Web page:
The Creosote Bush is also very important to a host of insects which use many parts of the bush including flowers, leaves, stems and underground burrows. One such insect, a Gall Midge (Asphondylia auripila), deposits eggs and a fungal spore in the bush that later produces a larvae and larvae food and at the same time causes a grotesque looking gall to develop on the bush (see photo above).

Creosote Bush is one of the oldest living plants in the world, known to reach ages of several thousand years and some Creosote Bush clone colonies may be the oldest living organisms. One such clone in Johnson Valley, California is estimated at 9,400 years (Vasek, Frank C., 1980) and in a separate study, another bush was estimated (McAuliffe, Joseph R., 1988) to be 1,250 years at a study site in Dateland, California.

Ethno-Herbalist: Southern California Ethnobotany; Ethnobotany of Southern California Native Plants: Creosote Bush, Larrea tridentata.

Larrea tridentata has been used for a multitude of medicinal purposes by southwestern American indigenous peoples.
Coahuilla Drug, Gastrointestinal Aid, Infusion of leaves taken for bowel complaints and consumption.
Diegueno Drug, Antirheumatic (External), Decoction of leaves used as a bath for rheumatism and painful arthritis.
Hualapai Drug, Respiratory Aid, Infusion of leaves taken or leaves steamed for congestion and asthma.
Hualapai Drug, Disinfectant, Infusion of leaves used as a disinfecting skin cleanser.
Kawaiisu Drug, Analgesic, Decoction of leaves used as a wash for sore and aching parts of the body.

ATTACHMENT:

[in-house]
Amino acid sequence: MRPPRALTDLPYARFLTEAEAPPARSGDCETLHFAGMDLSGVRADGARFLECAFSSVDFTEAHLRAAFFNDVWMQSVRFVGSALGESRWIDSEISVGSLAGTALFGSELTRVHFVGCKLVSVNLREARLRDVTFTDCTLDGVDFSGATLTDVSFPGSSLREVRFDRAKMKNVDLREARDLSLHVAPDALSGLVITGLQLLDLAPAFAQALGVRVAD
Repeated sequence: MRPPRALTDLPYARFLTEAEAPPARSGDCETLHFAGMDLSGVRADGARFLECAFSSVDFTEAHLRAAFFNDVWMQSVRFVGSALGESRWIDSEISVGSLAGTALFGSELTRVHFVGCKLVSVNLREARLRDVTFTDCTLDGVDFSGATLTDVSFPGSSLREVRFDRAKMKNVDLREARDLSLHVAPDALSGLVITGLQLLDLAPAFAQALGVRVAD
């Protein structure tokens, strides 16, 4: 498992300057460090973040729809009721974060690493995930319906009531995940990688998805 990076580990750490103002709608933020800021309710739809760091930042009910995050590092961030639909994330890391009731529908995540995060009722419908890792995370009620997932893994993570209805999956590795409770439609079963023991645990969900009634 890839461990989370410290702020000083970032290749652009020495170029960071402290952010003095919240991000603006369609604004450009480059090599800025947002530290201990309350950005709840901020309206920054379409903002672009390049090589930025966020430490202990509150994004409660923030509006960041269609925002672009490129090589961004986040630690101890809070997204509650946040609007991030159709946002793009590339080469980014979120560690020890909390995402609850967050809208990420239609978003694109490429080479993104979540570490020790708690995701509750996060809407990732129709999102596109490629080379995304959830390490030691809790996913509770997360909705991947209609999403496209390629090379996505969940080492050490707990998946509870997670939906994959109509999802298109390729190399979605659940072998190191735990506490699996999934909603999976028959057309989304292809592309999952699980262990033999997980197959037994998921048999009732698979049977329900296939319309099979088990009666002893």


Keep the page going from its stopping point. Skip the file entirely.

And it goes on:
Mahuna Drug, Disinfectant, Infusion of plant used as a disinfectant and deodorizer.
Pima Drug, Antidiarrheal, Plant gum chewed and swallowed as an antidysenteric and intestinal antipasmodic.
Yavapai Drug, Throat Aid, Decoction of leaves and stems taken for sore throat.
Cahuilla Drug, Antirheumatic (External), Plant made into liniment used by elderly people for swollen limbs caused by poor blood circulation.
See ethno-botanical uses at Native American Ethnobotany, University of Michigan, Dearborn.

Date Profile Completed: 10/03/2016, updated 11/21/2017
Arizona Flora, Kearney, Thomas H., Peebles, Robert H., 1960, University of California Press, Berkley and Los Angeles, California.
U.S. Dept. of Agriculture, Natural Resources Conservation Service on-line database and USGS ITIS search - (accessed 10/03/2016)
The Plant List (2013). Version 1.1. Published on the Internet; (accessed 10/03/2016).
Marshall, K. Anna. 1995. Larrea tridentata. In: Fire Effects Information System, [Online]. U.S. Department of Agriculture, Forest Service, Rocky Mountain Research Station, Fire Sciences Laboratory (Producer).
Available: [2016, October 2].
Vasek, Frank C. 1980. Creosote bush: long-lived clones in the Mojave Desert. American Journal of Botany. 67(2): 246-255. [2761]
McAuliffe, Joseph R. 1988. Markovian dynamics of simple and complex desert plant communities. The American Naturalist. 131(4): 459-490. [6744]
Wikipedia contributors, 'Creosote gall midge', Wikipedia, The Free Encyclopedia, 9 January 2013, 01:28 UTC, [accessed 2 October 2016]
Native Plant Information Network, NPIN (2013). Published on the Internet [accessed: 10/03/2016]. Lady Bird Johnson Wildflower Center at The University of Texas, Austin, TX.
1993, The Jepson Manual, Citation: (accessed 10/03/2016),7877,7878
SEINet for synonyms, scientific names, recorded geographic locations and general information 10/01/2016).